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Re: Random thoughts on scholarly communication

No need to throw ordure, as you put it, on your thesis. The point is that
the access status and the ownership status of a document are not
equivalent.  Scholarly papers may be in open access, but hard to use
because they require training, or equipment, or bandwidth, or technical
knowhow, to be used, etc..  This does not affect the ownership status in
anyway: the same document can still be in totally open access and still
owned by its authors, or it can be placed in the public domain, or a
company can get hold of it and decide to place it in open access, or to
lock it up behind a high price barrier, etc.

Because research is largely financed by public money, it is quite normal
to imagine that its results might be construed as being a public good and
treated accordingly.

Perhaps commercial publishers should be limited to publishing research
results emanating from private labs that receive no public money. That
might clarify the issues quite a bit, incidentally.

As a scholar, my aim is to be read as widely as possible and be cited as
often as possible, preferably by colleagues. If a librarian is telling me
that he has some ideas as to improve the present situation so as to make
me read more widely without losing status, prestige or authority, I will
not dismiss that librarian; I will, on the contrary, listen to her or him
with some degree of gratitude.

That the librarian's agenda is not identical to the scholar's is obvious;
if they were, librarians would be scholars and vice-versa. No one disputes
some divergence between these two viewpoints. However, one element remains
very clear: librarians and scholars converge far more than do scholars and

Jean-Claude Gu�don

On Tue June 1 2004 01:28 am, Anthony Watkinson wrote:
> I do find that what Colin writes is (as usual) thought provoking and I
> agree with much of his analysis but I am puzzled by his emphasis on
> "public good". Scholarly communication is about communication between
> scholars. Scholarly publication is the formal part of scholarly
> communication (or at least part of the formal part) and involves scholars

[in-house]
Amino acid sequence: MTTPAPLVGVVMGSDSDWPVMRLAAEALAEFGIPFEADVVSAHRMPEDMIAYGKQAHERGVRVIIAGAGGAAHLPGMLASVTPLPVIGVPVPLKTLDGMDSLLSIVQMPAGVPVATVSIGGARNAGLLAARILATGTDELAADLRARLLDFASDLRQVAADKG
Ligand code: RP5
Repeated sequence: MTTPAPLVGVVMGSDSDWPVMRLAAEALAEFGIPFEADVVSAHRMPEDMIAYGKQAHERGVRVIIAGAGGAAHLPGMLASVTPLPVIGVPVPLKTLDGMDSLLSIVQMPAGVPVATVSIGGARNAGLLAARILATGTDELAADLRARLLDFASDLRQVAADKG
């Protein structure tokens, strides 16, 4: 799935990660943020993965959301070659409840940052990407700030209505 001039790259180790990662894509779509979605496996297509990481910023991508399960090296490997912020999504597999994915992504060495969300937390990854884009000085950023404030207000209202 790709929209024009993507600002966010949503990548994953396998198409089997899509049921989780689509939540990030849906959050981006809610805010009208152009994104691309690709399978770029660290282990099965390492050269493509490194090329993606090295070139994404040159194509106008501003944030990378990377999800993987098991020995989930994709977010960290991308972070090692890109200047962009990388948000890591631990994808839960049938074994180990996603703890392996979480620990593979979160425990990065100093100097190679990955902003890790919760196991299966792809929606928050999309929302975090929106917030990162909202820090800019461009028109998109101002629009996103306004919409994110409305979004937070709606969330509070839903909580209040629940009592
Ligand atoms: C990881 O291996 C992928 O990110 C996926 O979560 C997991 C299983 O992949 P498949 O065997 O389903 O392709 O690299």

> writing messages to one another and to scholars in the future, which are
> composed in such a way that very few members of the public can understand
> these messages. It is not the purpose of this exercise.
> Scholars know this. The CIBER survey (mentioned by Colin) uses the term
> narrowcasting in commenting on the results from one of the questions
> specifically aimed at elucidating this point. The URL for this survey
> seems to be moving around but currently I can reach it at
> http://ciber.soi.city.ac.uk/ciber-pa-report.pdf. I would guess that most
> scholars are keen on the "public" understanding what they are doing but
> this is a different business from scholarly communication. It requires
> explanation and interpretation and there is more of this about than there
> once was - at least that it my impression.
> To my mind the "public good" is best served if scholars are allowed to get
> on with their scholarship and not have "solutions" foisted on them by
> those who serve them and facilitate what they are doing. If you asked
> almost any scholar I am certain that they would rather librarians spent
> their money on materials than on educating them. Does anyone disagree?
> I know that I shall have ordure heaped on my head when I suggest (as I do)
> that the purpose of the journal as we know it is not to give access to the
> general public and that there is no moral imperative (as Colin seems to
> assume without question) to provide this access.
> Anthony Watkinson